I didn't think I'd care much for the Microsoft Surface Pro 9 prior to its announcement. Sure, I gave the Microsoft Surface Pro 8 a positive review, but 2022's model didn't seem all that different from its predecessor. A 5G version powered by the new Microsoft SQ3 processor appeared interesting, but overall, I didn't think this new 2-in-1 would be worth getting if you already owned the latest model.
I've since changed my mind after the Microsoft Surface event, where I got to go hands-on with the Surface Pro 9. Based on Microsoft revealed and my own experience, some of the Neural Processing Unit (NPU) features seem like they could be game changers. It’s one of the reasons I’m now excited about the ARM 5G Surface Pro 9 model.
This one is a no-brainer, 5G connectivity is something that people who are always on the move will appreciate. Many places have Wi-Fi but it may not always be reliable. You could use your phone as a mobile hotspot if you need to connect online, but that’s an added step that can sometimes be frustrating.
I’ll be able to get more work done when I’m out and about with a stable 5G connection. This is especially true now that COVID restrictions have eased and I’ll likely do a lot more traveling for work and for personal enjoyment. Trying to connect my laptop to the internet while outdoors is almost always a headache. With 5G, I'll hopefully have an easier time getting work done.
Lastly, as sister site Laptop Mag notes in its best 5G laptops (opens in new tab)” piece, you’re essentially future-proofing yourself with a 5G capable laptop since 5G has the potential to last a decade. That fact certainly makes the Surface Pro 9 with 5G more appealing.
Exclusive AI-powered neural processing unit (NPU) features
We expected the Surface Pro 9 to pack a 12th gen Intel Core processor. Rumors suggested there would be an ARM version that would effectively replace the Surface Pro X line, which ran on the SQ chip developed by Microsoft and Qualcomm. This rumor turned out accurate as the 5G Surface Pro 9 does indeed run on the new Microsoft SQ3 processor. Beyond 5G, this CPU offers some AI-driven features which are exclusive to this model.
As demonstrated during the Microsoft Surface event, the SQ3’s NPU has advanced audio and video features that should make video conferencing with others a smoother experience.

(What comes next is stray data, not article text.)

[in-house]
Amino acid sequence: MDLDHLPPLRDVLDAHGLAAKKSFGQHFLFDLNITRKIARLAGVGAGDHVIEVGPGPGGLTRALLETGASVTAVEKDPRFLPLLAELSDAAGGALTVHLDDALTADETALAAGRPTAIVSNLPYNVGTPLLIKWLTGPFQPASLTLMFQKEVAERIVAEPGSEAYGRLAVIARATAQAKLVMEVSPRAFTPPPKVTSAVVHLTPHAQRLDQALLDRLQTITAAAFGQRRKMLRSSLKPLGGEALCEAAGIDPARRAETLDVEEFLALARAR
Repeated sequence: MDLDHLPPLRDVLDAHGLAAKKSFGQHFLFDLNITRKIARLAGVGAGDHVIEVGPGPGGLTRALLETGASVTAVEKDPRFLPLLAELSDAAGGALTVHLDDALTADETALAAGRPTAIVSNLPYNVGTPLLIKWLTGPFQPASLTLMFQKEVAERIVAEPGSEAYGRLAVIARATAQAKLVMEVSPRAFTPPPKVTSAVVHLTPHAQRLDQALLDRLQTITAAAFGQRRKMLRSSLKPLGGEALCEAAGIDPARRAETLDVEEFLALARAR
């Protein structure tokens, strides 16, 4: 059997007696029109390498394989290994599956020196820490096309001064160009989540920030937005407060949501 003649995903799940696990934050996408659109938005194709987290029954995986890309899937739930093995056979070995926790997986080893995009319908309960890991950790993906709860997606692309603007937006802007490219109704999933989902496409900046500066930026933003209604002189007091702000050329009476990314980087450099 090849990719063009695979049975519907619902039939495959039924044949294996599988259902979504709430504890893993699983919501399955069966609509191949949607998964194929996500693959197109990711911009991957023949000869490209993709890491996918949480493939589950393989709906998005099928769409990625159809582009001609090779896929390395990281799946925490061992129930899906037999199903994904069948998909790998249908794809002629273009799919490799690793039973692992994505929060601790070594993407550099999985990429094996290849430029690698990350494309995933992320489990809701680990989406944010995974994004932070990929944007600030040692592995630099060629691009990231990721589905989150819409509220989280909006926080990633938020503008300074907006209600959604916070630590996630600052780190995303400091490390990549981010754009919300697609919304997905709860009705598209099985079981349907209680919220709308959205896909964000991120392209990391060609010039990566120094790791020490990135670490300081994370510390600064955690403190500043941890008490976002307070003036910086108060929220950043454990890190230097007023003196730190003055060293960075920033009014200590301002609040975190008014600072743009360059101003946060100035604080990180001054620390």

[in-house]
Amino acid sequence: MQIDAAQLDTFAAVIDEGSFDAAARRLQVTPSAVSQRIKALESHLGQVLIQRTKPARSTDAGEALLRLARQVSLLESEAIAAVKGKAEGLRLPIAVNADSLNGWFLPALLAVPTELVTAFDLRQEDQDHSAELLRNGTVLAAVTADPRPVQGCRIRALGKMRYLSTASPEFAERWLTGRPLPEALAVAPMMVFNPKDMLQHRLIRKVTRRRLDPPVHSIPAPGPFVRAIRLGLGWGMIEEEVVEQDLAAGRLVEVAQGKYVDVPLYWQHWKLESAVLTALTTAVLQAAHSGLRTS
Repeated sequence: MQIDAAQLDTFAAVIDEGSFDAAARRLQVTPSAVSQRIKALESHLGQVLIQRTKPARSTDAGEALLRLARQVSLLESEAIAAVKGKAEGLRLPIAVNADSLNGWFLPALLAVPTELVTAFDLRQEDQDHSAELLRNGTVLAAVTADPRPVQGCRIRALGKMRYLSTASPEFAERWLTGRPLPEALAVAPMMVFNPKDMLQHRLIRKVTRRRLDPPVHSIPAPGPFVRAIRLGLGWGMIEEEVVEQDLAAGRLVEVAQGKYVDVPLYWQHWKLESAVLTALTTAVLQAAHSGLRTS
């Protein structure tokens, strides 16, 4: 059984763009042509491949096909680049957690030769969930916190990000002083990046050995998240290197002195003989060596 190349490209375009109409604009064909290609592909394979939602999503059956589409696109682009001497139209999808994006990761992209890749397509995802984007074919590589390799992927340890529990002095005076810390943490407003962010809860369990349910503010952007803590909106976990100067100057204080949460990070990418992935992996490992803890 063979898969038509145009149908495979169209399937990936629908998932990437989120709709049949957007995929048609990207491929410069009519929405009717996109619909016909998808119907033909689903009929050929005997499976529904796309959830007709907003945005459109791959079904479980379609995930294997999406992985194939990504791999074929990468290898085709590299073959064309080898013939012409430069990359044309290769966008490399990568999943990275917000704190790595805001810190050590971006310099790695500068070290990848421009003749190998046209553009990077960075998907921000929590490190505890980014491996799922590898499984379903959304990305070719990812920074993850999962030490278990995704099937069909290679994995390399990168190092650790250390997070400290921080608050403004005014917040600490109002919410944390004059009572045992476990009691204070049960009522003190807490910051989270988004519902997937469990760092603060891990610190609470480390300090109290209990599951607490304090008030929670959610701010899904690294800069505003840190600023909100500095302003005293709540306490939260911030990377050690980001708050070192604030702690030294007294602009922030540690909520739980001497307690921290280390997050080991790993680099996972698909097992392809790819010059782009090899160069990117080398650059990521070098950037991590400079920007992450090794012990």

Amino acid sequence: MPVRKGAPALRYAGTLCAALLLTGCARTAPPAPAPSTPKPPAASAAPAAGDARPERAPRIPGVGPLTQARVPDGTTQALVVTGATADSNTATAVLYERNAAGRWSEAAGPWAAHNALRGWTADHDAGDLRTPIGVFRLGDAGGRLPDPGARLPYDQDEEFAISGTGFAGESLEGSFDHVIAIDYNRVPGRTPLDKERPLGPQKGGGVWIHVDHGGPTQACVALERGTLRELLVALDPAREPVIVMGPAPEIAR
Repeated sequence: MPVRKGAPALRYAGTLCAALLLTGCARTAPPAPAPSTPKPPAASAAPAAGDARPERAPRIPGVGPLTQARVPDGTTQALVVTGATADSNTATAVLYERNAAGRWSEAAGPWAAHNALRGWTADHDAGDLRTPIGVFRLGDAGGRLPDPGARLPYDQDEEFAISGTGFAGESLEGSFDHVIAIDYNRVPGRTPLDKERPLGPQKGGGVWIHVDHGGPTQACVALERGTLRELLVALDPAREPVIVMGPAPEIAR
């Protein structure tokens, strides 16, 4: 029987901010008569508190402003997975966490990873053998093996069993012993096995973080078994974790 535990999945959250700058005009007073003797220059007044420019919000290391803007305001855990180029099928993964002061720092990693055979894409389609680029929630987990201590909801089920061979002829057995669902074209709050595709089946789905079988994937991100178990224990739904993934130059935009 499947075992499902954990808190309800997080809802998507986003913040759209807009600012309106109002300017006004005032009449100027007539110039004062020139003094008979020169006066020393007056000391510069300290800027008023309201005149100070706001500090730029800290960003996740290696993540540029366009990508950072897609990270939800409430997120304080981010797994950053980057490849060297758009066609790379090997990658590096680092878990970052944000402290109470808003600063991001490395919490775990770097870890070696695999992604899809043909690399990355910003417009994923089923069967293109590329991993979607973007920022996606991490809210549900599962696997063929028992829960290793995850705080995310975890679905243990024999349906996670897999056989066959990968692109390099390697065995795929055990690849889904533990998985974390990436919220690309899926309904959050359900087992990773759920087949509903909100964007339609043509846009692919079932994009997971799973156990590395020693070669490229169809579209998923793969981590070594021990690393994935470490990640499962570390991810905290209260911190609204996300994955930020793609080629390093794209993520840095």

For example, the Voice Focus feature will eliminate background noise when someone is speaking. We saw (or heard) how this feature can shut out loud noises such as those produced by a leaf blower. That seems like a pretty extreme example. But if Voice Focus can tune out things like barking dogs, screaming children or blaring televisions, it’ll be a success for me.
New Windows Design Camera improvements will also make conferencing with others more palatable. The feature can do standard things like blur one’s background or track a subject as they move. Thanks to the Eye Contact feature, it will appear as if you or whoever is on the call is looking at the front-facing camera. Talking with others in a video chat always feels weird since you aren’t making direct eye contact. This feature should remedy that issue.
The Intel version of the Microsoft Surface Pro 9 should be more performant than its predecessor thanks to its current-gen Alder Lake CPU. While that might be enough for that model to earn a spot in our best 2-in-1 laptops and best laptops lists, I can’t say I’m overly excited about the Intel version. Other than a new processor and some minor design tweaks, it’s not a massive update to last year’s iteration.
On the other hand, the 5G edition of the Surface Pro 9 with its Microsoft SQ3 processor could make it one of the best Windows laptops. 5G connectivity will allow me to work from almost anywhere, while the NPU-enabled features should enhance video conferencing with my team, friends and family.
Of course, I’ll have to test the 5G Surface Pro 9 myself to see how well (or not) these new features function in the real world. We expect to review the Microsoft Surface Pro 9 close to its launch on October 25. Be sure to return to Tom’s Guide for our full Surface Pro review.